# 1984 USAMO Problems/Problem 1

## Problem

In the polynomial $x^4 - 18x^3 + kx^2 + 200x - 1984 = 0$, the product of $2$ of its roots is $- 32$. Find $k$.

## Solution

Let the four roots be $a, b, c, and d$, so that $ab=-32$. From here we show two methods; the second is more slick, but harder to see.

Solution #1

Using Vieta's formulas, we have:

\begin{align*}a+b+c+d &= 18,\\ ab+ac+ad+bc+bd+cd &= k,\\ abc+abd+acd+bcd &=-200,\\ abcd &=-1984.\\ \end{align*} (Error compiling LaTeX. ! Package amsmath Error: \begin{align*} allowed only in paragraph mode.)

From the last of these equations, we see that $cd = \frac{abcd}{ab} = \frac{-1984}{-32} = 62$. Thus, the second equation becomes $-32+ac+ad+bc+bd+62=k$, and so $ac+ad+bc+bd=k-30$. The key insight is now to factor the left-hand side as a product of two binomials: $(a+b)(c+d)=k-30$, so that we now only need to determine $a+b$ and $c+d$ rather than all four of $a,b,c,d$.

Let $p=a+b$ and $q=c+d$. Plugging our known values for $ab$ and $cd$ into the third Vieta equation, $-200 = abc+abd + acd + bcd = ab(c+d) + cd(a+b)$, we have $-200 = -32(c+d) + 62(a+b) = 62p-32q$. Moreover, the first Vieta equation, $a+b+c+d=18$, gives $p+q=18$. Thus we have two linear equations in $p$ and $q$, which we solve to obtain $p=4$ and $q=14$.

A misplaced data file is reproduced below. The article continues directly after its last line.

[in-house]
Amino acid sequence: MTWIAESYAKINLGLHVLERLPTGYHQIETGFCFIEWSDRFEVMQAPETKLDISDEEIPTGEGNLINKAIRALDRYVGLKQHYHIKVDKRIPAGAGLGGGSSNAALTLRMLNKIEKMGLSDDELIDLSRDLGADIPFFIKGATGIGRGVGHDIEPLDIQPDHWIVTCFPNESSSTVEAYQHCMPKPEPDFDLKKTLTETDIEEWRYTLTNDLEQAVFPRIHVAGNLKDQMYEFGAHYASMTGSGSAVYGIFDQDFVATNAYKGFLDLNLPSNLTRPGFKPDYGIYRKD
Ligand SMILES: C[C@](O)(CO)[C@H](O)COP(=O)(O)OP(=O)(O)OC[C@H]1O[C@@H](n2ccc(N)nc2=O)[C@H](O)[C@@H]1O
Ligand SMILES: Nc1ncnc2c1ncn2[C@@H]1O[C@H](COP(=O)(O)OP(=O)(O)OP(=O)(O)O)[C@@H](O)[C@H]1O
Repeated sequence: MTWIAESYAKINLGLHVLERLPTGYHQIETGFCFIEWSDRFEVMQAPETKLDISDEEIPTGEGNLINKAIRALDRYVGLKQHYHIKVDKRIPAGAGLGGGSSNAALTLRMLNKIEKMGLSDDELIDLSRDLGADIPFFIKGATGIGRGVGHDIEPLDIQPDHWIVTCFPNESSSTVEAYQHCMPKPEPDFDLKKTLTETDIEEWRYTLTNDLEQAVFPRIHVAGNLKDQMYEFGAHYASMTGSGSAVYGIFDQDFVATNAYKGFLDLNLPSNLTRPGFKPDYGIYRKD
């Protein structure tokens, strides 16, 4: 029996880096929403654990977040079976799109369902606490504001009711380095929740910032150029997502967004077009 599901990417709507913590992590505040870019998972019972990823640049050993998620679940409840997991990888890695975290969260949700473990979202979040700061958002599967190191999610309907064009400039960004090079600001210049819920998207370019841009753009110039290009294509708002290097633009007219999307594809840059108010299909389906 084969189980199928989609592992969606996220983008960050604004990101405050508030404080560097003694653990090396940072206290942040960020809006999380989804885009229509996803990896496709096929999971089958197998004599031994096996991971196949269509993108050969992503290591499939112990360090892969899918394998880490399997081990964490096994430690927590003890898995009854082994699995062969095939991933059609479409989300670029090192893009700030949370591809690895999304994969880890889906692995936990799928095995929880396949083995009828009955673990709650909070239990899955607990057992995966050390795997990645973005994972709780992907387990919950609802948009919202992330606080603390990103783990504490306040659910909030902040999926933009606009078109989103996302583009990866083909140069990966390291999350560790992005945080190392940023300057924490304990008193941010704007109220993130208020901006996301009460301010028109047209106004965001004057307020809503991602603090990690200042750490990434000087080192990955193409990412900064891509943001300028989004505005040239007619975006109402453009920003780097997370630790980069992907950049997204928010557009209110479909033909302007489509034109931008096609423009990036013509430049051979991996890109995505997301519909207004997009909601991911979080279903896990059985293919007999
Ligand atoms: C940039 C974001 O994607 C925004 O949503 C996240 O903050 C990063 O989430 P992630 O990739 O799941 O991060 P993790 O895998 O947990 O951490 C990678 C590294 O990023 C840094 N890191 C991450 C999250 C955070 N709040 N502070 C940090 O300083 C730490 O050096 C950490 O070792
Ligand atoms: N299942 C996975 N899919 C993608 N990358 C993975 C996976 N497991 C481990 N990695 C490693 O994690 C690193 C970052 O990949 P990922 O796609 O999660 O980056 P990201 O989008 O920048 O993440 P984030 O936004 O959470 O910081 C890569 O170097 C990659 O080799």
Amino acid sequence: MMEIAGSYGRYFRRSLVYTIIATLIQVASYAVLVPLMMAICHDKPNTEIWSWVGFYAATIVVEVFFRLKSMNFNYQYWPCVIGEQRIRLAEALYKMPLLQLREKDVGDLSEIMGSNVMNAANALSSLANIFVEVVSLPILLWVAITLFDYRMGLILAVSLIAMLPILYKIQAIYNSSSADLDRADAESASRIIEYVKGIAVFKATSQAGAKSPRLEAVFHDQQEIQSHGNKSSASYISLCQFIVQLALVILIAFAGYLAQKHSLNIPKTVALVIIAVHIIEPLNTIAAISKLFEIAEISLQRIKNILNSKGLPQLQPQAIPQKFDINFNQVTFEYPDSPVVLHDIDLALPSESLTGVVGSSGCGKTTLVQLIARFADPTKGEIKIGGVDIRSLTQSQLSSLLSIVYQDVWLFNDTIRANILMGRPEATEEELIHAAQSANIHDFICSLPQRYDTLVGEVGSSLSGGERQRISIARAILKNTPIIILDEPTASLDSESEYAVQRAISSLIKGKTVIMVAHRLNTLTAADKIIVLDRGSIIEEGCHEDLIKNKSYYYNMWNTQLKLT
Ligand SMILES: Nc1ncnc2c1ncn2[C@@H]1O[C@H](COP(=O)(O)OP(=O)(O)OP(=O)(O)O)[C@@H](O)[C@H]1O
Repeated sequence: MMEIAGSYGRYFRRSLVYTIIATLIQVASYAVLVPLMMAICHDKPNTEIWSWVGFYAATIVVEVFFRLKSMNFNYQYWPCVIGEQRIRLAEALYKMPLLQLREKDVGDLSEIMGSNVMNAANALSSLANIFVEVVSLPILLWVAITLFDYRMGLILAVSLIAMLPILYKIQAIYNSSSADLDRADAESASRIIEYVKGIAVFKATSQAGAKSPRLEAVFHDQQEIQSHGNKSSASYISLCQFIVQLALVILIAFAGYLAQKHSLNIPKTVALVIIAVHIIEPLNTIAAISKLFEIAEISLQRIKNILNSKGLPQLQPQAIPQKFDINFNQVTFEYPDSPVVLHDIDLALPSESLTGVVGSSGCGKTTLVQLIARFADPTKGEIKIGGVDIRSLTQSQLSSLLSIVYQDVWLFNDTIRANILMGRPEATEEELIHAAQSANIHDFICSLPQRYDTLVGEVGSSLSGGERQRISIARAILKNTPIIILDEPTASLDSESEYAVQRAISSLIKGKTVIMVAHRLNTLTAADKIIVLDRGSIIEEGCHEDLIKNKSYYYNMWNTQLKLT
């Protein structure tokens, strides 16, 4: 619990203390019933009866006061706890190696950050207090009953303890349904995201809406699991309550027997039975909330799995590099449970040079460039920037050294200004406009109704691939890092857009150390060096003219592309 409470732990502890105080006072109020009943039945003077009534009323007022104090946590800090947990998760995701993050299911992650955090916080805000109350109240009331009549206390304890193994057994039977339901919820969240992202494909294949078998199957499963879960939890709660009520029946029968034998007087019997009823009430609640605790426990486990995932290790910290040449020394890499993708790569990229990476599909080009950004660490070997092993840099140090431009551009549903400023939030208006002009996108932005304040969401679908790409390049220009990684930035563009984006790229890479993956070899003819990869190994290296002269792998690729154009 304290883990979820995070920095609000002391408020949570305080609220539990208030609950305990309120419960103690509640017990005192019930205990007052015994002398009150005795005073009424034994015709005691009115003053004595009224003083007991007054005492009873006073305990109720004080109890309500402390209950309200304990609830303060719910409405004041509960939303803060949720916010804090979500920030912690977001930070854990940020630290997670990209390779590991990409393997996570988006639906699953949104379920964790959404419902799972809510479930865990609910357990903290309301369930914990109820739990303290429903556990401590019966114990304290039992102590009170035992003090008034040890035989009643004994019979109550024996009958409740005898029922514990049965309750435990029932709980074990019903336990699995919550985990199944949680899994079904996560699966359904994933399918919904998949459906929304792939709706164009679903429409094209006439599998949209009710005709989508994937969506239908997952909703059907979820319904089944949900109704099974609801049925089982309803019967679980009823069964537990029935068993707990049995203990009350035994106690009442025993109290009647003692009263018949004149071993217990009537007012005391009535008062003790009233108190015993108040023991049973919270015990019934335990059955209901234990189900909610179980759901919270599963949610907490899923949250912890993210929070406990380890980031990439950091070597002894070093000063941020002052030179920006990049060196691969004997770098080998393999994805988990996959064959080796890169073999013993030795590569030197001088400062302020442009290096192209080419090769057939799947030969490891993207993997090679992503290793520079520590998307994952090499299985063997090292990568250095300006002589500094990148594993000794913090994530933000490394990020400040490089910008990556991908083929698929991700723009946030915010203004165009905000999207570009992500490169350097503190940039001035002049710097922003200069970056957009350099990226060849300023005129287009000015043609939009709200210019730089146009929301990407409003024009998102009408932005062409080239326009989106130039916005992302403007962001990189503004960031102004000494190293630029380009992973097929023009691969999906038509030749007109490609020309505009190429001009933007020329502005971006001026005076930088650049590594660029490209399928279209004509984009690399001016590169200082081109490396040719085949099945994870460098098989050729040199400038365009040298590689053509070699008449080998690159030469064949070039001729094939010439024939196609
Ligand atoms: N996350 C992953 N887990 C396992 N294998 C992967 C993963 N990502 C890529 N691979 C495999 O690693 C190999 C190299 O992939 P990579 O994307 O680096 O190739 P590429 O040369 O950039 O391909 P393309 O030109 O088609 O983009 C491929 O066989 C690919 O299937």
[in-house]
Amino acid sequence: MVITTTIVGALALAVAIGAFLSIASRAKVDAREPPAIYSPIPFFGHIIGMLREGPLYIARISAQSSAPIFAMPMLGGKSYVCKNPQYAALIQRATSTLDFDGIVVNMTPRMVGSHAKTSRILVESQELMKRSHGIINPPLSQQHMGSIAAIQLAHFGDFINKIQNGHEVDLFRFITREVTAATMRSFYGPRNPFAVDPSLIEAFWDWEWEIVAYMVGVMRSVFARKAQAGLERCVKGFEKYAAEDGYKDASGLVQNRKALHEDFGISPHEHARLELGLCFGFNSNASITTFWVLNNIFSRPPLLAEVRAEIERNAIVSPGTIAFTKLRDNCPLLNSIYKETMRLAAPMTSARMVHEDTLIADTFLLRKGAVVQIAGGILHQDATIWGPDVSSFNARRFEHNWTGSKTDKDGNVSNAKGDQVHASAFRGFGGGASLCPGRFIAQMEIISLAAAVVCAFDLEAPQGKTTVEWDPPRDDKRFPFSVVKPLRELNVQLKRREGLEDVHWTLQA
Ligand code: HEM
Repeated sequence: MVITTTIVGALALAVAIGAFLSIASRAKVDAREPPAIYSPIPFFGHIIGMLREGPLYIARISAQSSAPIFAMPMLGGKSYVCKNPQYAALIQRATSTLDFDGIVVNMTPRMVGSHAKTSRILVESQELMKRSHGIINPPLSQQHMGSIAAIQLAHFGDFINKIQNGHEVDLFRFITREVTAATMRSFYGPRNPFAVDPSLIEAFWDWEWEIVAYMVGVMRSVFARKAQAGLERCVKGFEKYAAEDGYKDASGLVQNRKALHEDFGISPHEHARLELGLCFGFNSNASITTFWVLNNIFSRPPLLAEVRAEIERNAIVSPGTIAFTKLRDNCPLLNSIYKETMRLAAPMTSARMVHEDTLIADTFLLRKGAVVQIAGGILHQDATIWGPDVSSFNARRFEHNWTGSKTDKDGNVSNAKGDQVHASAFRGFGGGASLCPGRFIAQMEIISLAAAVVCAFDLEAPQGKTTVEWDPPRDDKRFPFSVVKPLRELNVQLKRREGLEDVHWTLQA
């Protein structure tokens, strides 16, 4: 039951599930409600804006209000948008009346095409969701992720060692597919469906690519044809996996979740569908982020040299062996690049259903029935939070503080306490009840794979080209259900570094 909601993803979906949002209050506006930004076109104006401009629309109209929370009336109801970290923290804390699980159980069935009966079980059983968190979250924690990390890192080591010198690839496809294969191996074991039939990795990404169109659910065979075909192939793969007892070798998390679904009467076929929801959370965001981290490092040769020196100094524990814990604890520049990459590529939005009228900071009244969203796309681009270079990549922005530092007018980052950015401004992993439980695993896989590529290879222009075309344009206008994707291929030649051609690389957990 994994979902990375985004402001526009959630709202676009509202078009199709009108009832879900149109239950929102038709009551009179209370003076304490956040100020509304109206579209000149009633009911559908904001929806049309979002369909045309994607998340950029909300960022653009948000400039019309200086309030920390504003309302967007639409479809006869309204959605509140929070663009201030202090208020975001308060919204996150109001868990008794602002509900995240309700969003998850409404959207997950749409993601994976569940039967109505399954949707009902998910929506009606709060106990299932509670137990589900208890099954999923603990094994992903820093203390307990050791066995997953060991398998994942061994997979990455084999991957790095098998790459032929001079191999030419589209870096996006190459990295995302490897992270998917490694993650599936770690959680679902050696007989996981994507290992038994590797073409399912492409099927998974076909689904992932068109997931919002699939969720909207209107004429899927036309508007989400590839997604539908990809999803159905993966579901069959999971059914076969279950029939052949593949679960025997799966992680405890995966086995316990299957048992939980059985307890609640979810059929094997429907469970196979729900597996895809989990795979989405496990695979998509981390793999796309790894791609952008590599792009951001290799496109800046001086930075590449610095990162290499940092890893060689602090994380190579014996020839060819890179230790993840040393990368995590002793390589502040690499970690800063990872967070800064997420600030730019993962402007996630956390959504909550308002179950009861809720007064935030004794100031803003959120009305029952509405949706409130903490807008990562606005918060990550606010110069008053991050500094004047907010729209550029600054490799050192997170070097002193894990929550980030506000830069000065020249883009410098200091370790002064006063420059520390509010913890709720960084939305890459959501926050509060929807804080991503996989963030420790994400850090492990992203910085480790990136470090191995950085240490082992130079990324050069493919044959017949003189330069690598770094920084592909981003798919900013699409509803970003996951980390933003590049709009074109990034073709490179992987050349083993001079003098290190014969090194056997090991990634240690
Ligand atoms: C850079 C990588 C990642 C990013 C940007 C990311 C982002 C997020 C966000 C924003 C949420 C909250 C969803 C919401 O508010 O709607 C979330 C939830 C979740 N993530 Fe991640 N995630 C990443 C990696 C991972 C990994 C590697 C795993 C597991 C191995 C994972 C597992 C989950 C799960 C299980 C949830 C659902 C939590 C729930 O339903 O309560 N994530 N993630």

Therefore, we have $(\underbrace{a+b}_4)(\underbrace{c+d}_{14}) = k-30, yielding k=4\cdot 14+30 = \boxed{86}$.

Solution #2 (sketch)

We start as before: $ab=-32$ and $cd=62$. We now observe that a and b must be the roots of a quadratic, $x^2+rx-32$, where r is a constant (secretly, r is just -(a+b)=-p from Solution #1). Similarly, c and d must be the roots of a quadratic $x^2+sx+62$.

Now

<cmath> \begin{align*}x^4-18x^3+kx^2+200x-1984 &= (x^2+rx-32)(x^2+sx+62)\\ & = x^4+(r+s)x^3+(62-32+rs)x^2+(62s-32r)x-1984.\end{align*} </cmath> (Error compiling LaTeX. ! Package amsmath Error: \begin{align*} allowed only in paragraph mode.)

Equating the coefficients of $x^3$ and $x$ with their known values, we are left with essentially the same linear equations as in Solution #1, which we solve in the same way. Then we compute the coefficient of $x^2$ and get $k=\boxed{86}.$

The problems on this page are copyrighted by the Mathematical Association of America's American Mathematics Competitions.